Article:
Related: Investment management.


Multifactor CAPM

A version of the capital asset pricing model derived by Merton that includes extramarket
sources of risk referred to as factor.


Net benefit to leverage factor

A linear approximation of a factor, T*, that enables one to operationalize the
total impact of leverage on firm value in the capital market imperfections view of capital structure.


Non-financial services

Include such things as freight, insurance, passenger services, and travel.


Notes to the financial statements

A detailed set of notes immediately following the financial statements in
an annual report that explain and expand on the information in the financial statements.


Official statement

A statement published by an issuer of a new municipal security describing itself and the issue


Old-line factoring

factoring arrangement that provides collection, insurance, and finance for accounts receivable.


One-factor APT

A special case of the arbitrage pricing theory that is derived from the one-factor model by
using diversification and arbitrage. It shows the expected return on any risky asset is a linear function of a
single factor.


Opinion shopping

A practice prohibited by the SEC which involves attempts by a corporation to obtain
reporting objectives by following questionable accounting principles with the help of a pliable auditor willing
to go along with the desired treatment.


Other capital

In the balance of payments, other capital is a residual category that groups all the capital
transactions that have not been included in direct investment, portfolio investment, and reserves categories. It
is divided into long-term capital and short-term capital and, because of its residual status, can differ from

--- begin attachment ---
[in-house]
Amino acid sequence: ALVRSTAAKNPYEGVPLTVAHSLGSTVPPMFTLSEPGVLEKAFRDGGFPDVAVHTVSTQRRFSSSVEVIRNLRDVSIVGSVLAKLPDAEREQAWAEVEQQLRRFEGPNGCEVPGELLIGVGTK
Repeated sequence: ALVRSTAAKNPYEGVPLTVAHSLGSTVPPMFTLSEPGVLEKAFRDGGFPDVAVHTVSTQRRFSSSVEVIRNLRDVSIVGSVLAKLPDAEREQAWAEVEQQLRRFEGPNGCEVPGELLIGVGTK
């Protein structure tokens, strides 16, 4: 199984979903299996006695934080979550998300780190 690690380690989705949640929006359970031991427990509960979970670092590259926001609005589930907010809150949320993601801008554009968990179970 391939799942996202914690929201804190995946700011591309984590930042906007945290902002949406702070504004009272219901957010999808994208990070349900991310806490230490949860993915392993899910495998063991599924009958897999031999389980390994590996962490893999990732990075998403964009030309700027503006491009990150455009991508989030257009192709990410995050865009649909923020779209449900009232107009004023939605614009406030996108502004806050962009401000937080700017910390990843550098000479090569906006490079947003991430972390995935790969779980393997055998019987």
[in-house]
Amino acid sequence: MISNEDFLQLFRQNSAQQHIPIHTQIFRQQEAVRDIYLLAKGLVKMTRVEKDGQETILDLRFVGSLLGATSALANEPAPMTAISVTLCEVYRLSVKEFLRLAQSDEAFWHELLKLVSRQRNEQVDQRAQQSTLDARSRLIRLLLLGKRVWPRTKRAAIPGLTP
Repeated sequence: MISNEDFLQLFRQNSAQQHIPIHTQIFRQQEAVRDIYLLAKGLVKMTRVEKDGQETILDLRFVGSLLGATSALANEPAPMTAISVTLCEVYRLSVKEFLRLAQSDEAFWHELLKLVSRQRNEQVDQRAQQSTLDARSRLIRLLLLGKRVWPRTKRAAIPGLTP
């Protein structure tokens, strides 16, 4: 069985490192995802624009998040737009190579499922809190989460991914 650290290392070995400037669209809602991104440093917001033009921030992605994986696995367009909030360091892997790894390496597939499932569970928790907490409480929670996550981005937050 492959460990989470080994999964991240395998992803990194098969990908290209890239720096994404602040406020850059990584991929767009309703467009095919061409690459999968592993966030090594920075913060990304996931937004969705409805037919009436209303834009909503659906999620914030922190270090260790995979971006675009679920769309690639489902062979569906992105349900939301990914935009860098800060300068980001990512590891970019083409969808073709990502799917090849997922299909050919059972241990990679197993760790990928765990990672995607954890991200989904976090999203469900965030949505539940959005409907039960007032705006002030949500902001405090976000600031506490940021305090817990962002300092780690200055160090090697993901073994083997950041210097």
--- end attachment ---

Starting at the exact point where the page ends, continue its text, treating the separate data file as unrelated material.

country to country. Generally speaking, other long-term capital includes most non-negotiable instruments of a
year or more like bank loans and mortgages. other short-term capital includes financial assets of less than a
year such as currency, deposits, and bills.


Other current assets

Value of non-cash assets, including prepaid expenses and accounts receivable, due
within 1 year.


Other long term liabilities

Value of leases, future employee benefits, deferred taxes and other obligations
not requiring interest payments that must be paid over a period of more than 1 year.


Other sources

Amount of funds generated during the period from operations by sources other than
depreciation or deferred taxes. Part of Free cash flow calculation.


Passive investment management

Buying a well-diversified portfolio to represent a broad-based market
index without attempting to search out mispriced securities.


Perfectly competitive financial markets

Markets in which no trader has the power to change the price of
goods or services. Perfect capital markets are characterized by the following conditions: 1) trading is costless,
and access to the financial markets is free, 2) information about borrowing and lending opportunities is freely
available, 3) there are many traders, and no single trader can have a significant impact on market prices.


Pool factor

The outstanding principal balance divided by the original principal balance with the result
expressed as a decimal. Pool factors are published monthly by the Bond Buyer newspaper for Ginnie Mae,
Fannie Mae, and Freddie Mac(Federal Home Loan Mortgage Corporation) MBSs.


Portfolio management

Related: Investment management


Post-audit

A set of procedures for evaluating a capital budgeting decision after the fact.


Present value factor

factor used to calculate an estimate of the present value of an amount to be received in
a future period.


Pro forma financial statements

financial statements as adjusted to reflect a projected or planned transaction.


Pro forma statement

A financial statement showing the forecast or projected operating results and balance
sheet, as in pro forma income statements, balance sheets, and statements of cash flows.


Registration statement

A legal document that is filed with the SEC to register securities for public offering.


Reported factor

The pool factor as reported by the bond buyer for a given amortization period.


Risk controlled arbitrage

A self-funding, self-hedged series of transactions that generally utilize mortgage
securities as the primary assets.